A Rising Share of Young Adults Live in Their Parents’ Home
A record number of Millennials—young adults ages 18 to 31—were living in their parents’ home in 2012 due to a combination of economic, educational and cultural factors.
Rise of Single Fathers
A record 8% of households with minor children in the United States are headed by a single father, up from just over 1% in 1960. The increase is likely due to the growing share of non-marital births, higher divorce rates and the increasing importance of fathers as caregivers.
A new nationally-representative survey of 1,197 lesbian, gay, bisexual and transgender adults finds that the overwhelming share say society has become more accepting of them in the past decade, but about half say there is still a lot of discrimination.
Mothers are now the sole or primary provider in 40% of households with children, up from just 11% in 1960. The public is conflicted about the gains women have made in the workplace, applauding the economic benefits, but also voicing concerns about the impact on children and marriage.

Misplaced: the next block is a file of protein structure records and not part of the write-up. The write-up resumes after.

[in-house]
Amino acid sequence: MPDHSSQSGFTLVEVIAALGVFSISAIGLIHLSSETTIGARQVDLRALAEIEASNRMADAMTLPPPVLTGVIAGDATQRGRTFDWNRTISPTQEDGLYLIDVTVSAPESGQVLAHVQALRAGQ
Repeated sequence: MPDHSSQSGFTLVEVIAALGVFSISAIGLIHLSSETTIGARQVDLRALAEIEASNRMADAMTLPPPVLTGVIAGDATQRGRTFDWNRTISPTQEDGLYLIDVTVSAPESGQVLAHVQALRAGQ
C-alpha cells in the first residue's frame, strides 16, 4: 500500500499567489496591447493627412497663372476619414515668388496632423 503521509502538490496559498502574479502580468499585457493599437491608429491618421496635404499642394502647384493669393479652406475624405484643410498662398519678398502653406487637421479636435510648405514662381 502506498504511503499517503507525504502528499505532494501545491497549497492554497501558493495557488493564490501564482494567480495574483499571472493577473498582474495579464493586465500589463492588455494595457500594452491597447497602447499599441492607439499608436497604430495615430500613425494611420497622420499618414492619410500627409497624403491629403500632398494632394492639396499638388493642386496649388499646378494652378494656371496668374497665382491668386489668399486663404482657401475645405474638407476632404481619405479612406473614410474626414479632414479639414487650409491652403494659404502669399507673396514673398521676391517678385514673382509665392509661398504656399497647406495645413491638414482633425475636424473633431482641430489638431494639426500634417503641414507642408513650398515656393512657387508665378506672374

Record Share of New Mothers Are College Educated
Women with infant children in the U.S. are more educated than ever, reflecting a decades-long rise in the educational levels of all women and a steep decline in births among less-educated women.
Gun Homicide Rate Down 49% Since 1993 Peak; Public Unaware
Violence plunged through the 1990s, but has declined less dramatically since 2000. Despite the drop, 56% of Americans believe gun crime is higher today than 20 years ago.
An Uneven Wealth Recovery in the U.S.
During the first two years of the nation’s economic recovery, wealth inequality increased as aggregate wealth rose for the wealthiest 7% of households, but fell for the bottom 93%.
The way moms and dads spend their time has changed dramatically over the past 50 years, but gender gaps remain. Both feel the stress of balancing work and family.
Young Adults Shed Debt After Recession
Young adults have shed substantially more debt than older adults did during the Great Recession and its immediate aftermath—mainly by virtue of owning fewer houses and cars and paring credit card balances.
A Portrait of Second Generation Americans
A new analysis of the 20 million adult U.S- born children of immigrants finds they are substantially better off than immigrants themselves on key measures of socioeconomic attainment.